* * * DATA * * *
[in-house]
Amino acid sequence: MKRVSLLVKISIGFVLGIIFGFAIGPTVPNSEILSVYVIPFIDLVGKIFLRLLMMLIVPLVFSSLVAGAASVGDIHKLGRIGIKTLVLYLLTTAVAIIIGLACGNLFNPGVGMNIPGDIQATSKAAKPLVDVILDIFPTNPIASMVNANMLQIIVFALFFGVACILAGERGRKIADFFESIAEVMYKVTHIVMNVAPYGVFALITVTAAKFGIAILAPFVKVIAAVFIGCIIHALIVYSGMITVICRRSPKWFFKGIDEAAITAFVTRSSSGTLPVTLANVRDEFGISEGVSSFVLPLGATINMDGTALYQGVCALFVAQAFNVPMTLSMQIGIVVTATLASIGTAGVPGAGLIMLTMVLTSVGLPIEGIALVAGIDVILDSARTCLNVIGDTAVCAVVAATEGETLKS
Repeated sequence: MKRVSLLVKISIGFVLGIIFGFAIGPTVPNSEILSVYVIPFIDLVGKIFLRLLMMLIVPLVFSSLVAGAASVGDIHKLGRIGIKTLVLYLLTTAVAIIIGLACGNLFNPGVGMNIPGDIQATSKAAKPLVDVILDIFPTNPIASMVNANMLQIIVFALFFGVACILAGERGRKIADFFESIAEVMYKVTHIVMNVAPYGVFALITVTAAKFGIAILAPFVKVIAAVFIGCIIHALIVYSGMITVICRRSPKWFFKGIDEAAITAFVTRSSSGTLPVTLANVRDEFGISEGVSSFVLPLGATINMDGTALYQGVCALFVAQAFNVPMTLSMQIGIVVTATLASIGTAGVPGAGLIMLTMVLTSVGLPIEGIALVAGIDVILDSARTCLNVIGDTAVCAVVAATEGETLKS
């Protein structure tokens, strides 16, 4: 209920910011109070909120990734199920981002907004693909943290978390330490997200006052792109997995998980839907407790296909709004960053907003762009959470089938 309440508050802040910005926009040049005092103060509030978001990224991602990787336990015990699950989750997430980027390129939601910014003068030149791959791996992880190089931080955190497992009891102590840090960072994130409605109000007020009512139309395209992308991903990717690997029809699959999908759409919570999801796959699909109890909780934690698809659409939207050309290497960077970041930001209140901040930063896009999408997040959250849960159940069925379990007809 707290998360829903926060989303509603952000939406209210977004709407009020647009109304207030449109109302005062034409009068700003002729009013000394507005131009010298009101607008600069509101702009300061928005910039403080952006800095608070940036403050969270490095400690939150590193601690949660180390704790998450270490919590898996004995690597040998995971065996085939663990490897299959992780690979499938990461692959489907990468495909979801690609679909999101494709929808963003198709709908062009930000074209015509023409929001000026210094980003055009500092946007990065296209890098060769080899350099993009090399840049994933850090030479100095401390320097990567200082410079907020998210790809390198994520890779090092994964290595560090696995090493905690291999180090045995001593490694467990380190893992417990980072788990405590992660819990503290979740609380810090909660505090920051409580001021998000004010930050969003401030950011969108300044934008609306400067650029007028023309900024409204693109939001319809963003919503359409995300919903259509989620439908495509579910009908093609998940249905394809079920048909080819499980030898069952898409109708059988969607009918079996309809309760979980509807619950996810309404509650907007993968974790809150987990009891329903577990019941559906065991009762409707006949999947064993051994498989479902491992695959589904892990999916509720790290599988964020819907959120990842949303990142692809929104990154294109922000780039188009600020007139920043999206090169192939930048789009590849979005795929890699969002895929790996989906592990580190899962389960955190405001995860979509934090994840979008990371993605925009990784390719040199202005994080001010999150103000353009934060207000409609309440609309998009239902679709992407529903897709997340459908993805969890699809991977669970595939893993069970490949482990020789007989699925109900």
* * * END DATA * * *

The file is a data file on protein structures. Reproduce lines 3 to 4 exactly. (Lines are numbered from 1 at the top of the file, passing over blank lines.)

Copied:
Repeated sequence: MKRVSLLVKISIGFVLGIIFGFAIGPTVPNSEILSVYVIPFIDLVGKIFLRLLMMLIVPLVFSSLVAGAASVGDIHKLGRIGIKTLVLYLLTTAVAIIIGLACGNLFNPGVGMNIPGDIQATSKAAKPLVDVILDIFPTNPIASMVNANMLQIIVFALFFGVACILAGERGRKIADFFESIAEVMYKVTHIVMNVAPYGVFALITVTAAKFGIAILAPFVKVIAAVFIGCIIHALIVYSGMITVICRRSPKWFFKGIDEAAITAFVTRSSSGTLPVTLANVRDEFGISEGVSSFVLPLGATINMDGTALYQGVCALFVAQAFNVPMTLSMQIGIVVTATLASIGTAGVPGAGLIMLTMVLTSVGLPIEGIALVAGIDVILDSARTCLNVIGDTAVCAVVAATEGETLKS
């Protein structure tokens, strides 16, 4: 209920910011109070909120990734199920981002907004693909943290978390330490997200006052792109997995998980839907407790296909709004960053907003762009959470089938 309440508050802040910005926009040049005092103060509030978001990224991602990787336990015990699950989750997430980027390129939601910014003068030149791959791996992880190089931080955190497992009891102590840090960072994130409605109000007020009512139309395209992308991903990717690997029809699959999908759409919570999801796959699909109890909780934690698809659409939207050309290497960077970041930001209140901040930063896009999408997040959250849960159940069925379990007809 707290998360829903926060989303509603952000939406209210977004709407009020647009109304207030449109109302005062034409009068700003002729009013000394507005131009010298009101607008600069509101702009300061928005910039403080952006800095608070940036403050969270490095400690939150590193601690949660180390704790998450270490919590898996004995690597040998995971065996085939663990490897299959992780690979499938990461692959489907990468495909979801690609679909999101494709929808963003198709709908062009930000074209015509023409929001000026210094980003055009500092946007990065296209890098060769080899350099993009090399840049994933850090030479100095401390320097990567200082410079907020998210790809390198994520890779090092994964290595560090696995090493905690291999180090045995001593490694467990380190893992417990980072788990405590992660819990503290979740609380810090909660505090920051409580001021998000004010930050969003401030950011969108300044934008609306400067650029007028023309900024409204693109939001319809963003919503359409995300919903259509989620439908495509579910009908093609998940249905394809079920048909080819499980030898069952898409109708059988969607009918079996309809309760979980509807619950996810309404509650907007993968974790809150987990009891329903577990019941559906065991009762409707006949999947064993051994498989479902491992695959589904892990999916509720790290599988964020819907959120990842949303990142692809929104990154294109922000780039188009600020007139920043999206090169192939930048789009590849979005795929890699969002895929790996989906592990580190899962389960955190405001995860979509934090994840979008990371993605925009990784390719040199202005994080001010999150103000353009934060207000409609309440609309998009239902679709992407529903897709997340459908993805969890699809991977669970595939893993069970490949482990020789007989699925109900």